It’s a Big Job…

The nights are getting longer, temperatures are dropping a bit, the sun is coming up a tad later every morning, pens and notebooks are on super sale in the store. Summer is winding down and it’s about time for school to start again. While people are always somewhat reluctant to head back to work after a vacation, most teachers I know are ready to get back in their classrooms after a couple of months away. They miss the energy of a new school year, their students, the creativity and collaboration of lesson planning and learning from students.

This year, I am also getting excited as I am transitioning into a new role. For the past two years I have supported the Magnet Program in Lansing. These five schools focused on STEM, STEAM, and Global Studies/Spanish Immersion. Through that role, I built relationships with some wonderful people and helped to share the power of technology in creating meaningful and relevant learning opportunities for students. Now, as that program is winding down, I have moved into a new role where I am supporting the entire district’s technology integration efforts.

While it is a big job – one of me and 27 schools – I am excited for the opportunity to continue to push students and teachers to do new and innovative things with the assistance of technology. But, it is going to be a challenge to support so many people with only so many hours in the day. This year I am trying something new – a booking tool that syncs with my Google calendar. Hopefully this will eliminate a lot of the back and forth emailing that sometimes happens when people want to set something up. I anticipate there being a bit of a learning curve as the most common way to connect with someone is to send them an email. I am hopeful, though, that after a couple gentle reminders, most people will look to the booking site first rather than email.

I put together a little flyer to showcase who I am, what my role is, what I can do, and how to reach me. This will be posted on our Technology Integration website as well as shared with the people in Central Office and all the building principals. In a district our size, it’s impossible to know everyone, so this was the best way I could think of to get my name out there. Let me know what you think!

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School Year Goals

One of the best parts of working in the education field is the opportunity to start fresh each school year. Similar to how lots of people set New Year’s Resolutions on January 1st, I have been spending a lot of time thinking about what my goals for this school year are.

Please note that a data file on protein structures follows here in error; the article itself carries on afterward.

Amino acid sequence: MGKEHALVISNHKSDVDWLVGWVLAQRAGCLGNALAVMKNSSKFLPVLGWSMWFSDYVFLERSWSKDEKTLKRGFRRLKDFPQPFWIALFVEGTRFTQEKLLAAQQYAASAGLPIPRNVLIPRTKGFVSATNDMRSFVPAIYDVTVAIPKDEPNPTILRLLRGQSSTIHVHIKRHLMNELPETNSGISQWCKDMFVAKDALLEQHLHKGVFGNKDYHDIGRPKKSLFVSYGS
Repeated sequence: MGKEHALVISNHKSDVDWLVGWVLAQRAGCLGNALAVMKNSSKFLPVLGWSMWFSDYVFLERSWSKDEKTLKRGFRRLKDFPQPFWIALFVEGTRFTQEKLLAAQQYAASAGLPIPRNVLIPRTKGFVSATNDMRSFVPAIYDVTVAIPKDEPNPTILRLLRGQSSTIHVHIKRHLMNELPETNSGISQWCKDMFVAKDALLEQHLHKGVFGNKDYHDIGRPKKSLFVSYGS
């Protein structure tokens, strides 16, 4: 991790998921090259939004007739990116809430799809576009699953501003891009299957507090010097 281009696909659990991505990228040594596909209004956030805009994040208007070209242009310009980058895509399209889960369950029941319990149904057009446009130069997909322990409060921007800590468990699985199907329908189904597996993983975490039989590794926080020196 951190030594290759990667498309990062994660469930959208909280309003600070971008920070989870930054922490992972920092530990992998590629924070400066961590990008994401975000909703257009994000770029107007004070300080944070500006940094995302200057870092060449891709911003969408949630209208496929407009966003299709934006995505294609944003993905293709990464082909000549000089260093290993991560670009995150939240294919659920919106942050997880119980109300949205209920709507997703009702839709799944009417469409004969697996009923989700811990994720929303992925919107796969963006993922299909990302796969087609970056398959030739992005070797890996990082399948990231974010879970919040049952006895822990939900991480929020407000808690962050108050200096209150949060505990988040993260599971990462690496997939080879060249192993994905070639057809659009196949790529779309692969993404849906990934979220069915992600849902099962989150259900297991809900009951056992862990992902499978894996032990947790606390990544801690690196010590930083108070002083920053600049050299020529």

Rather than come up with a list of three or four “things” I want to implement in schools or projects to complete, I have decided to focus instead on something that is both small and large. Last year, I heard George Couros speak at ISTE, and one of things he said really stuck out to me: “What if every teacher tweeted one thing a day they did in their classroom […] and took five minutes a day to read each other’s tweets? What impact would that have on school culture?” You can read more about Building Culture from George here. 

Today’s educational environment – in Michigan especially – is challenging and demoralizing. Threatened with closure, almost 100 schools throughout the state are waiting to learn their fate. The state’s largest public school district (Detroit Public Schools) have students and teachers in buildings with mold growing on the walls, floors, and ceilings. It’s a mess, and it can be really hard to stay positive and work throughout the school year to continually try to innovate and come up with ways to engage students. It is challenging when you’re in the thick of it, to remember all those little moments that get buried in the daily minutiae of teaching.

So, this year, my goal is to tweet out one thing each day that I did or saw in my classroom observation. As the Technology Integrationist for the entire district – all 25 schools – I am sure I will have a lot of things to share! I’m going to share to the hashtag #LansingComeUp. As part of the mission to bring positivity and hope to this area, students brainstormed this hashtag as a way to show people that great things are happening in our schools and we are coming up. I invite you to join me; let’s make this year the best one yet!

Blogging With Students

It can be really hard to get students to write – right? So often students do not resonate with the topic we’re asking them to elaborate on, or there are barriers and challenges that make writing at length difficult for them. One of the schools that I work with has a very large ELL population, and it can be challenging for them to write – they don’t know the English words or they don’t know how to spell them. Writing for a teacher, turning it in, waiting for feedback, then shoving the paper in a folder isn’t always the most meaningful way for students to grow in their writing. Too often the feedback comes at the end – and it only comes from one person.

One of the teachers I work with really understands this struggle and has been working to make writing curriculum more engaging for her kids. We worked through a couple of different platforms and decided on KidBlog. We liked the built in safety features and – because our students don’t have email addresses – it was an easy way to get student accounts without collecting personal information.

Blogging opens up the opportunity for students to share and engage with many other people – whether it’s the other students in the classroom, their friends at another school, or globally. When students know that others are reading their work, they have a higher level of ownership over it. Aside from that, the conversations often continue as others comment and ask questions and the author engages in a dialogue. Students, then, are naturally reading and writing more as they respond to comments and questions on their own blogs as well as interacting with others’ blogs as well.

To get kids excited about blogging, we knew we had to go beyond just “Tell me about your goals” or something similar that kids have been asked to think about many times before. Having attended a session at a conference last summer on introducing blogging to students, I knew one of the best ways to get kids excited about writing was to let them write about anything they wanted – their passion. I wrote a short “post” (on paper) about one of my passions – running. I decorated the paper similar to how you would decorate a blog page, and then read the blog to students.